Australia’s “Operation Jawline” intercepts 19 Indonesian vessels suspected of IUU
Australian maritime operatives intercepted 19 Indonesian vessels in a two-week period in May through “Operation Jawline,” an operation coordinated by the Maritime Border Command (MBC) – a joint agency task force within the Australian Border Force (ABF) – with close involvement from the Australian Fisheries Management Authority (AFMA).
The vessels were all believed to be illegally fishing in Australia’s Northern waters.
In a press statement last week, AFMA said three Cape-class patrol boats monitored an area in the vicinity of the Ashmore Islands, Cartier Islet, and Scott Reef, more than 800 kilometers west of Darwin, Australia.
With the interceptions, approximately 860 kilograms of trepang (sea cucumber) and 105 kilograms of fresh fish product were seized.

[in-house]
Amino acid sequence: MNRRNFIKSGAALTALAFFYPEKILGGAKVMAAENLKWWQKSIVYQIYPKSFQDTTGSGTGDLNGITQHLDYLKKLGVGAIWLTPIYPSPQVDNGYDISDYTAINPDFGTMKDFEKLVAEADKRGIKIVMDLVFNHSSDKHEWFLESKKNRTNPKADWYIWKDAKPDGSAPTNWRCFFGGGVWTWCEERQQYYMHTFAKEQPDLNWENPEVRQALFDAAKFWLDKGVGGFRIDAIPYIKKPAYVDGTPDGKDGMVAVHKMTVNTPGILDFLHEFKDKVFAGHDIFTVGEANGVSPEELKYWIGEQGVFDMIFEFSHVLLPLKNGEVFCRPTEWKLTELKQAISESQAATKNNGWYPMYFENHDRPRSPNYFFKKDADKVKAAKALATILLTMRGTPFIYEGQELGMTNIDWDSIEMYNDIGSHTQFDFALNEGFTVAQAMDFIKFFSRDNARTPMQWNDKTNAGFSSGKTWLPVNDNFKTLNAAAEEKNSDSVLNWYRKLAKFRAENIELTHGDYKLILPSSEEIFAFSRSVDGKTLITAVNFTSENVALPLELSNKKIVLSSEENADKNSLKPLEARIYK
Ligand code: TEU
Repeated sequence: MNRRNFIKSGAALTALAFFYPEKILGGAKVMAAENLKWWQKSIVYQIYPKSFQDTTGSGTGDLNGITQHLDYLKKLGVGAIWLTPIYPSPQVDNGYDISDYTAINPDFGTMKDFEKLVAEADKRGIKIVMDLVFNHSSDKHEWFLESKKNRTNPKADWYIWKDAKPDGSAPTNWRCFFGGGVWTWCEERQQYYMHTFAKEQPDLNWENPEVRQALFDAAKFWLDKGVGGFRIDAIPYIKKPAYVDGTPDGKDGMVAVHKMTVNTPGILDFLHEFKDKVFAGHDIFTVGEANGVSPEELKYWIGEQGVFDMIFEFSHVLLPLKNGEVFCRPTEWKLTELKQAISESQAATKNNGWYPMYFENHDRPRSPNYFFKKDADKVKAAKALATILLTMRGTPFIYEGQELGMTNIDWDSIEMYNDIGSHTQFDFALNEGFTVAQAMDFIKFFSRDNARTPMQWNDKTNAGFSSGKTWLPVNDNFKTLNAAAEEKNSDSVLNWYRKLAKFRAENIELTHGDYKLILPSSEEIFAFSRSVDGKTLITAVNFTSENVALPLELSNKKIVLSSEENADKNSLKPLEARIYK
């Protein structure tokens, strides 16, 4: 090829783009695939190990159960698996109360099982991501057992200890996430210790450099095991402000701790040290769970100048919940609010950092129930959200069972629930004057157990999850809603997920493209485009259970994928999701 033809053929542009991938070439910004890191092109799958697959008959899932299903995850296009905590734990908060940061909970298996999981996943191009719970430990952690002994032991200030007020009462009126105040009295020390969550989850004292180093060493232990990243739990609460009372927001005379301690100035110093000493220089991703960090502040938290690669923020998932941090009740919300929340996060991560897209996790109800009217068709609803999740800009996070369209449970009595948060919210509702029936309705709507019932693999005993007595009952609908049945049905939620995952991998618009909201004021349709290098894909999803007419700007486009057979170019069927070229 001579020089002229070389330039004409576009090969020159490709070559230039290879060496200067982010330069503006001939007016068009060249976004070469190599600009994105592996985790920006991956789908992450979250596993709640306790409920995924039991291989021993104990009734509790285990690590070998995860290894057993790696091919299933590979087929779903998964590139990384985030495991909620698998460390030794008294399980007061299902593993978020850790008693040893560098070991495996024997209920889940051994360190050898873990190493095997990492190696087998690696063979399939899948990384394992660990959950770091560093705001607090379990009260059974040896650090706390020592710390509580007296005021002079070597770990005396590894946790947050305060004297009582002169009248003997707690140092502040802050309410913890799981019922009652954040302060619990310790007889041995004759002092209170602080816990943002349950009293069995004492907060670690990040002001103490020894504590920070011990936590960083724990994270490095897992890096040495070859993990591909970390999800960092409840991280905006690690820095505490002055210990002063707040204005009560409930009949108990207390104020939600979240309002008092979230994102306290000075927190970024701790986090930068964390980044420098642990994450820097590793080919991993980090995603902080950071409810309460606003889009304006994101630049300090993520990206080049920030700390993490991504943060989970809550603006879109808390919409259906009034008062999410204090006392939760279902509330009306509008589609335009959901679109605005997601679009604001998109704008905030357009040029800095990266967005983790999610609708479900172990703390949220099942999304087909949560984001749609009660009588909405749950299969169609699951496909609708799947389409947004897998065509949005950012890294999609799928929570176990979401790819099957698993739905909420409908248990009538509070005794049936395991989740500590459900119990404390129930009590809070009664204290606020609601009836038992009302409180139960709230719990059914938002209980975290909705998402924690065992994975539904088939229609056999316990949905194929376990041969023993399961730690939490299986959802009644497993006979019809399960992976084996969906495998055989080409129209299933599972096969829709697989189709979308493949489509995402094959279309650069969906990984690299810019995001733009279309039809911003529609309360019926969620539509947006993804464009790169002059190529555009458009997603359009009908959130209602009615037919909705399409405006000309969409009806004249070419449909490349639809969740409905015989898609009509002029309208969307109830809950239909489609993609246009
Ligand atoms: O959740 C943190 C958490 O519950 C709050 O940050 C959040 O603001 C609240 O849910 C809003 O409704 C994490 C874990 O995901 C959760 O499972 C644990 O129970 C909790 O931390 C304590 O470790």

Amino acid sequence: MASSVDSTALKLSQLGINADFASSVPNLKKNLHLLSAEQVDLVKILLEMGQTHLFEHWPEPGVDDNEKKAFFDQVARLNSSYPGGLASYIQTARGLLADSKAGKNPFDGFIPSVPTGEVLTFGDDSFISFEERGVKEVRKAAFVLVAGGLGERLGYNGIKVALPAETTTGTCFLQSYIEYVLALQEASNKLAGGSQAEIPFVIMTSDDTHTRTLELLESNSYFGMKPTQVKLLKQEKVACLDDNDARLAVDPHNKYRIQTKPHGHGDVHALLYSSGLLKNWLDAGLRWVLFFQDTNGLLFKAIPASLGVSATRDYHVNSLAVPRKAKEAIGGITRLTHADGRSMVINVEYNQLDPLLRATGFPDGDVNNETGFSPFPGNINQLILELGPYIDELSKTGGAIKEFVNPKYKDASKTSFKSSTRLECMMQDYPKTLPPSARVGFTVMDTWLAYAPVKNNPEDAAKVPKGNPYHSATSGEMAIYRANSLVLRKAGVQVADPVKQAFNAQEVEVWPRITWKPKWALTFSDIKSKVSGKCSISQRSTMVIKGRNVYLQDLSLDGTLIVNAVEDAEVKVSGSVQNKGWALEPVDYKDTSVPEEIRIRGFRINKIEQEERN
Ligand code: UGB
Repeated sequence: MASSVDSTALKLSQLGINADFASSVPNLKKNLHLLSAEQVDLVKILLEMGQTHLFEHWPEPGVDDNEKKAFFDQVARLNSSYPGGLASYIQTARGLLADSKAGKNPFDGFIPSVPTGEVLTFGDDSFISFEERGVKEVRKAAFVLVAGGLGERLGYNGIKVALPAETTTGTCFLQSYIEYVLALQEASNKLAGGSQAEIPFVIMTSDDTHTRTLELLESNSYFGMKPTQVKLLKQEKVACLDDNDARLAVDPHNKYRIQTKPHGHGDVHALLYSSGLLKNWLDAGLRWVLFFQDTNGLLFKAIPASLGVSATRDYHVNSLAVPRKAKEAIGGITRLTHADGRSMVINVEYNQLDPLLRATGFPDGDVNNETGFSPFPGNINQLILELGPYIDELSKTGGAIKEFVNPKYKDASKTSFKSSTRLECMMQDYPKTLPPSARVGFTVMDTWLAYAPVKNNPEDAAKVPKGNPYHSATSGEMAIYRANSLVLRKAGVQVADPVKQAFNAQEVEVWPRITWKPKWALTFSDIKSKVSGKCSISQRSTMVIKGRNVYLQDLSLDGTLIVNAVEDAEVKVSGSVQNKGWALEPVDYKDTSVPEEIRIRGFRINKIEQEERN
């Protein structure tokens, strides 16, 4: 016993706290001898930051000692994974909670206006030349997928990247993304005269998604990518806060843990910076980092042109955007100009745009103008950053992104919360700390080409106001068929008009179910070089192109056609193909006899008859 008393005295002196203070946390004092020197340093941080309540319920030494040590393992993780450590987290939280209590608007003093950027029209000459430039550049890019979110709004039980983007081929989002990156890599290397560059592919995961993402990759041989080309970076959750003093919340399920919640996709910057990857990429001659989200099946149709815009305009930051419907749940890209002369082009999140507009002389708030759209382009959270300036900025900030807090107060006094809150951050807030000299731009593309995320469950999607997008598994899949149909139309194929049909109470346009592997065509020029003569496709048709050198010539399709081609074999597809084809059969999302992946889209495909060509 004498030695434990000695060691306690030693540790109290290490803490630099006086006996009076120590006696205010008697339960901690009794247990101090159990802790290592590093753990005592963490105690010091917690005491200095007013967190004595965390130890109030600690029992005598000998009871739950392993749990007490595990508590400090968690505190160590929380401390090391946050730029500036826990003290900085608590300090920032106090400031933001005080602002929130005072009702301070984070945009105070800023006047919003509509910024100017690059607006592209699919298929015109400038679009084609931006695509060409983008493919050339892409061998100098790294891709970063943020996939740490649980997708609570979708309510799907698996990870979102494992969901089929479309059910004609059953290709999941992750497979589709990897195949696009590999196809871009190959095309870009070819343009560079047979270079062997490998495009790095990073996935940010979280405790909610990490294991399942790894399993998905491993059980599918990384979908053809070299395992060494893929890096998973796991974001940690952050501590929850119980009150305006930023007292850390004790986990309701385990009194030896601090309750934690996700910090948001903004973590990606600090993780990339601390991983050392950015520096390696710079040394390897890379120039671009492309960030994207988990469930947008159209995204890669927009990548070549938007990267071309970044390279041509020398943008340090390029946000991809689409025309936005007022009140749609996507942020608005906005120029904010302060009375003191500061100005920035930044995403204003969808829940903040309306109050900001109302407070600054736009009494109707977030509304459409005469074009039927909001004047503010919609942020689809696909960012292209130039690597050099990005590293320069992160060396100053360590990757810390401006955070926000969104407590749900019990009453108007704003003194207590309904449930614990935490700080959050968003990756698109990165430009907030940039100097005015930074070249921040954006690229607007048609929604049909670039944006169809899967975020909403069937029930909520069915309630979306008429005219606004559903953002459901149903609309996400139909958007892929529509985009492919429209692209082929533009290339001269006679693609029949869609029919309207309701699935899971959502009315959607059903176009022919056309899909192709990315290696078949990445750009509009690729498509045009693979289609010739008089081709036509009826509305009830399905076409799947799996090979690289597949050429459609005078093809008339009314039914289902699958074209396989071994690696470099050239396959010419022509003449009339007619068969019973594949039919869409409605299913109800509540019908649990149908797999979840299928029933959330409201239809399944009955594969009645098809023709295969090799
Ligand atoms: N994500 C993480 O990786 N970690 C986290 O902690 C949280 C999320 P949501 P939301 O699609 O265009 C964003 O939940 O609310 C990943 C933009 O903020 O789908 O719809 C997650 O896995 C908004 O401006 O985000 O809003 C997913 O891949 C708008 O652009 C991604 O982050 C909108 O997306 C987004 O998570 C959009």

Also seized from the intercepted vessel were fishing equipment, navigation aids, and fuel.
A press statement from the AFMA added that three of the vessels were seized and disposed of at sea, while its crew members were transferred to other vessels and escorted outside of Australia's exclusive economic zone.
The operation coincided with the commemoration of the United Nations’ International Day for the Fight Against IUU fishing on 5 June.
MBC Commander Rear Admiral Mark Hill said Australia is committed to combating IUU fishing.
“It’s true that here in Australia, illegal foreign fishing attempts have decreased in recent years thanks to a strong presence and action from government agencies. However, this operation proves the threat of illegal foreign fishing in Australian waters remains,” Hill said. “Globally, illegal, unreported, and unregulated fishing is a significant environmental issue. Our message to unauthorized foreign fishers in Australian waters is simple: we will target you, we will intercept you, you will lose your catch, your equipment, and possibly even your vessel.”
Photo courtesy of Wikimedia